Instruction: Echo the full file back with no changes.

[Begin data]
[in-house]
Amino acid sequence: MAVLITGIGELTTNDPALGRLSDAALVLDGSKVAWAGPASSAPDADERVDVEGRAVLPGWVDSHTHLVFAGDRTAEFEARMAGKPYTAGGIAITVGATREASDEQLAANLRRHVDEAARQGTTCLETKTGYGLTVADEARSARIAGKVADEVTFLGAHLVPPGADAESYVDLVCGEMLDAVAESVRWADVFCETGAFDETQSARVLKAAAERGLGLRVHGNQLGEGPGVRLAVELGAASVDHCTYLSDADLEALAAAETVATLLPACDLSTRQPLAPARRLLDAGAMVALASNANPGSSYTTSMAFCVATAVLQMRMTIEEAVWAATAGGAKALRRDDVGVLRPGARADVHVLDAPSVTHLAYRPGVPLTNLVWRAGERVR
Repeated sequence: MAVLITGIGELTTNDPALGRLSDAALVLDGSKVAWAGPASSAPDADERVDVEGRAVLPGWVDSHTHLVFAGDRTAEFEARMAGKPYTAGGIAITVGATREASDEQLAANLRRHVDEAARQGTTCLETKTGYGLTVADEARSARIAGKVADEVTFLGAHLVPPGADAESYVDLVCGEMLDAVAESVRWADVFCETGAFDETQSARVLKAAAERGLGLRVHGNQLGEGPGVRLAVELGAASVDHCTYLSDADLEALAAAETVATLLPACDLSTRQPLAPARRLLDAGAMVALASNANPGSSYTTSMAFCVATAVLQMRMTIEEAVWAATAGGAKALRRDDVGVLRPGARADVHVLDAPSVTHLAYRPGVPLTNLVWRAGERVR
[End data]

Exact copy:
[in-house]
Amino acid sequence: MAVLITGIGELTTNDPALGRLSDAALVLDGSKVAWAGPASSAPDADERVDVEGRAVLPGWVDSHTHLVFAGDRTAEFEARMAGKPYTAGGIAITVGATREASDEQLAANLRRHVDEAARQGTTCLETKTGYGLTVADEARSARIAGKVADEVTFLGAHLVPPGADAESYVDLVCGEMLDAVAESVRWADVFCETGAFDETQSARVLKAAAERGLGLRVHGNQLGEGPGVRLAVELGAASVDHCTYLSDADLEALAAAETVATLLPACDLSTRQPLAPARRLLDAGAMVALASNANPGSSYTTSMAFCVATAVLQMRMTIEEAVWAATAGGAKALRRDDVGVLRPGARADVHVLDAPSVTHLAYRPGVPLTNLVWRAGERVR
Repeated sequence: MAVLITGIGELTTNDPALGRLSDAALVLDGSKVAWAGPASSAPDADERVDVEGRAVLPGWVDSHTHLVFAGDRTAEFEARMAGKPYTAGGIAITVGATREASDEQLAANLRRHVDEAARQGTTCLETKTGYGLTVADEARSARIAGKVADEVTFLGAHLVPPGADAESYVDLVCGEMLDAVAESVRWADVFCETGAFDETQSARVLKAAAERGLGLRVHGNQLGEGPGVRLAVELGAASVDHCTYLSDADLEALAAAETVATLLPACDLSTRQPLAPARRLLDAGAMVALASNANPGSSYTTSMAFCVATAVLQMRMTIEEAVWAATAGGAKALRRDDVGVLRPGARADVHVLDAPSVTHLAYRPGVPLTNLVWRAGERVR